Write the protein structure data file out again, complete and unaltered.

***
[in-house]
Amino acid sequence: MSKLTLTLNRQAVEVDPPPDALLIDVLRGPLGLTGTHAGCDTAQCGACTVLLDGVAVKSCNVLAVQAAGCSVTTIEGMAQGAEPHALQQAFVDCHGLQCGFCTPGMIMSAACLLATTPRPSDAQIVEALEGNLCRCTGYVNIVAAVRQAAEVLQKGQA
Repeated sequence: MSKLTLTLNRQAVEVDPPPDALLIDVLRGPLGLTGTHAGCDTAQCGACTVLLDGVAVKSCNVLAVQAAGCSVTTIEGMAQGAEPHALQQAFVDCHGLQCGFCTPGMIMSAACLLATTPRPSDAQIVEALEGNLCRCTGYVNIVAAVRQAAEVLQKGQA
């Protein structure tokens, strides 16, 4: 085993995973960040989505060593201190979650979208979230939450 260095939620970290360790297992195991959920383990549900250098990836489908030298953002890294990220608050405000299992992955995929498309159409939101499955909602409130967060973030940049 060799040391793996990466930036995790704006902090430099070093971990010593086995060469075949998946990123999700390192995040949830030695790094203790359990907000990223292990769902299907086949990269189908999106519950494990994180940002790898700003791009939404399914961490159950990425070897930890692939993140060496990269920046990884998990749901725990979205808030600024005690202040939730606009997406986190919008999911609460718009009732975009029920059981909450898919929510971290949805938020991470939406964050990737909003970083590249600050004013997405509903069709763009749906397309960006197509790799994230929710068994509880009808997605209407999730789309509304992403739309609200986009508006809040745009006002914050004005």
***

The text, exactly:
[in-house]
Amino acid sequence: MSKLTLTLNRQAVEVDPPPDALLIDVLRGPLGLTGTHAGCDTAQCGACTVLLDGVAVKSCNVLAVQAAGCSVTTIEGMAQGAEPHALQQAFVDCHGLQCGFCTPGMIMSAACLLATTPRPSDAQIVEALEGNLCRCTGYVNIVAAVRQAAEVLQKGQA
Repeated sequence: MSKLTLTLNRQAVEVDPPPDALLIDVLRGPLGLTGTHAGCDTAQCGACTVLLDGVAVKSCNVLAVQAAGCSVTTIEGMAQGAEPHALQQAFVDCHGLQCGFCTPGMIMSAACLLATTPRPSDAQIVEALEGNLCRCTGYVNIVAAVRQAAEVLQKGQA
């Protein structure tokens, strides 16, 4: 085993995973960040989505060593201190979650979208979230939450 260095939620970290360790297992195991959920383990549900250098990836489908030298953002890294990220608050405000299992992955995929498309159409939101499955909602409130967060973030940049 060799040391793996990466930036995790704006902090430099070093971990010593086995060469075949998946990123999700390192995040949830030695790094203790359990907000990223292990769902299907086949990269189908999106519950494990994180940002790898700003791009939404399914961490159950990425070897930890692939993140060496990269920046990884998990749901725990979205808030600024005690202040939730606009997406986190919008999911609460718009009732975009029920059981909450898919929510971290949805938020991470939406964050990737909003970083590249600050004013997405509903069709763009749906397309960006197509790799994230929710068994509880009808997605209407999730789309509304992403739309609200986009508006809040745009006002914050004005």